- Our balcony. With all of the excitement on board the ship (and I’m only scratching the surface), some of my favorite moments were spent sitting outside, watching the waves as we sailed. It was such a peaceful setting and I felt so grateful to have the chance to experience it.
As I said, this vacation was nearly a month ago, but it’s stayed with my children. Just last night at bedtime Julia said, “I wish I was still on the ship.” Lila told me last weekend that she wants to go with her sister and her cousin on Freedom of the Seas for “16 weeks” when she’s in high school. Our on-board neighbors told us that this was their 15th cruise; it’s the only way they travel. I’m wondering if my girls, bolstered by the memories this cruise gave them, will follow in their footsteps one day?
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Wednesday, November 20th, 2013
We at Parents put together a great toy guide every year–and you’ll find our latest here–but I admit I’m partial to this one because it comes from my sister, Meghan, a pediatric occupational therapist who works with young children of various abilities. A large part of her job is to engage her kids and help them reach their therapeutic goals by using toys, games, and apps. She is forever on the lookout for the best items, and when she finds them, she enthusiastically writes all about them on her blog, MAC&Toys. (Bookmark it!) And once a year, she pulls together an extravaganza of recommendations, including links to buy and the skills each item addresses (fine motor, visual perception, sensory processing, social, and so on), and sends it to all of the parents of the children she works with. I am making this bold statement: I guarantee you’ll find something on this list you’ll be tempted to buy or know from experience is awesome. I’ll give you a taste with a couple of the items I’m getting for my children.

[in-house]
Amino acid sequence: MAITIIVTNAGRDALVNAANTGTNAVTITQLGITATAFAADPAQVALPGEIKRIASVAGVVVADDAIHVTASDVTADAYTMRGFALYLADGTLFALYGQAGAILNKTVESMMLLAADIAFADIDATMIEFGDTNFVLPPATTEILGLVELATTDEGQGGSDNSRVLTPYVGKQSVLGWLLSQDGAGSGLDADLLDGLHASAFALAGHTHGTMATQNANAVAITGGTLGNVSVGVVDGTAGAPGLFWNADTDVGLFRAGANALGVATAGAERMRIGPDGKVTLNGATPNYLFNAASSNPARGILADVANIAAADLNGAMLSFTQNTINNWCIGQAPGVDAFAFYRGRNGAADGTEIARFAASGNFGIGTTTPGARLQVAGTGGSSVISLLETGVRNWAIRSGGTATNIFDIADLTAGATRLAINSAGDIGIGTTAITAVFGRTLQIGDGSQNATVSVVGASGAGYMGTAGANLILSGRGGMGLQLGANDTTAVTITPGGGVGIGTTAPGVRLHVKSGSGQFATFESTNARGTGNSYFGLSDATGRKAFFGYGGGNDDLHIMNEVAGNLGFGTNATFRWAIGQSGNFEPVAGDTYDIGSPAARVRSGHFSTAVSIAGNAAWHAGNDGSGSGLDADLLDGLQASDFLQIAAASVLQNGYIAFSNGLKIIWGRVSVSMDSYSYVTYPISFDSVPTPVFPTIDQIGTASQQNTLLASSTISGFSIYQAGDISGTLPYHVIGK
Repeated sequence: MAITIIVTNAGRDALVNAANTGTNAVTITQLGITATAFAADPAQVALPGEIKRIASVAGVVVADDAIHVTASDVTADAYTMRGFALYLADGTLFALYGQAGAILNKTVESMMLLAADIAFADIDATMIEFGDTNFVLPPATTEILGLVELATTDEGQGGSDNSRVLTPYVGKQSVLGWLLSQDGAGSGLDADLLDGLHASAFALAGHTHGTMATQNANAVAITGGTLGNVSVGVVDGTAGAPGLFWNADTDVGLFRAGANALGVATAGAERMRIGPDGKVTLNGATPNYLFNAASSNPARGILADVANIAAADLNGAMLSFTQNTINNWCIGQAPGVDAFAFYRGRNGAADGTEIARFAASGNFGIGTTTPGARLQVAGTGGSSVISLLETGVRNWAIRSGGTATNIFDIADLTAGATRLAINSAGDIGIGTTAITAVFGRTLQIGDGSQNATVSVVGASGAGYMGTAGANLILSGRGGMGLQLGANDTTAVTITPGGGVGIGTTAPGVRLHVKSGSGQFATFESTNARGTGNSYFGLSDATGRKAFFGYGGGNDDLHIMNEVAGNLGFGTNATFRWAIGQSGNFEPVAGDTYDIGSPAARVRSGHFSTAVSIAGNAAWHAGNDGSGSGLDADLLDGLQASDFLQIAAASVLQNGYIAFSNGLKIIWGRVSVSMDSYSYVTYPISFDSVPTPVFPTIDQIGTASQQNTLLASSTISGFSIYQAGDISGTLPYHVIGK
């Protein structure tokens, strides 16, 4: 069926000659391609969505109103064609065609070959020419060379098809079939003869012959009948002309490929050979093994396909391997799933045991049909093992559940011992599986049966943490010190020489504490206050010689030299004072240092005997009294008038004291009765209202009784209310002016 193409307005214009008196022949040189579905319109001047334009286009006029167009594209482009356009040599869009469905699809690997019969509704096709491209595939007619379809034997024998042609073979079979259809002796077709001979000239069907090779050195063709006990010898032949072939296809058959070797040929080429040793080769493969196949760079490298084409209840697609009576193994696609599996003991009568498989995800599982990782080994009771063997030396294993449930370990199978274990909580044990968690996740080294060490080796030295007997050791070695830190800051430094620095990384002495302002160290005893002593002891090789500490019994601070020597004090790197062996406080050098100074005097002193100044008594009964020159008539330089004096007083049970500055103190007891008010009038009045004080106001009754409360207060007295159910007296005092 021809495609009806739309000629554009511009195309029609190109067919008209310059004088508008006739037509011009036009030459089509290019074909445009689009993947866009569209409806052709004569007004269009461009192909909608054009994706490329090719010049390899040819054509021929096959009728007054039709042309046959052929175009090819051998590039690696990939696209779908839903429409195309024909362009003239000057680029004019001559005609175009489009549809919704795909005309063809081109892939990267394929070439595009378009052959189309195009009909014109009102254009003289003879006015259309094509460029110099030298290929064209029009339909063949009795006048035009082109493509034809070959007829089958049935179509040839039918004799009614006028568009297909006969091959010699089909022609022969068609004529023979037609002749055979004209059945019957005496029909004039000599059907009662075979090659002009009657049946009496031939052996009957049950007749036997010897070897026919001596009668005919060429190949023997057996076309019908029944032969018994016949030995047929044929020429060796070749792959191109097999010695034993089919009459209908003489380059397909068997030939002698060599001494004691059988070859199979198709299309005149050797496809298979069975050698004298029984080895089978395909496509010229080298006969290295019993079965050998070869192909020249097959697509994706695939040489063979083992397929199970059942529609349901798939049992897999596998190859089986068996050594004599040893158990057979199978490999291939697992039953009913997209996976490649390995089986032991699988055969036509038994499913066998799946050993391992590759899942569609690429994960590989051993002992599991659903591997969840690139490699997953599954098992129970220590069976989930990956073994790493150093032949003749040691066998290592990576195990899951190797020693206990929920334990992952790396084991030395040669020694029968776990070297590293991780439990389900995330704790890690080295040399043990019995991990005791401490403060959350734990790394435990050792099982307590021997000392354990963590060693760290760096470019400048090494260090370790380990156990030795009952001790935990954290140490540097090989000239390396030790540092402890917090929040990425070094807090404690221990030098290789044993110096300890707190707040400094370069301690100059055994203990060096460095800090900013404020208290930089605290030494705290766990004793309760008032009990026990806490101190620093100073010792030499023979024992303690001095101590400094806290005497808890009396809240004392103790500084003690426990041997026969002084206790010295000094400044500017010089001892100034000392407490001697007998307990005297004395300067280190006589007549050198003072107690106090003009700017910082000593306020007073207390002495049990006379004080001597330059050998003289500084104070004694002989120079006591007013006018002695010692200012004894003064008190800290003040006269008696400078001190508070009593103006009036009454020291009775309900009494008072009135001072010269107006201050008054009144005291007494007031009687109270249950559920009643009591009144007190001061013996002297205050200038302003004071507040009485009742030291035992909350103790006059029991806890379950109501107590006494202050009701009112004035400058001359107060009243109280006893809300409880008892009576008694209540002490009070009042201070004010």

From Meghan’s 2013 Holiday Gift Guide: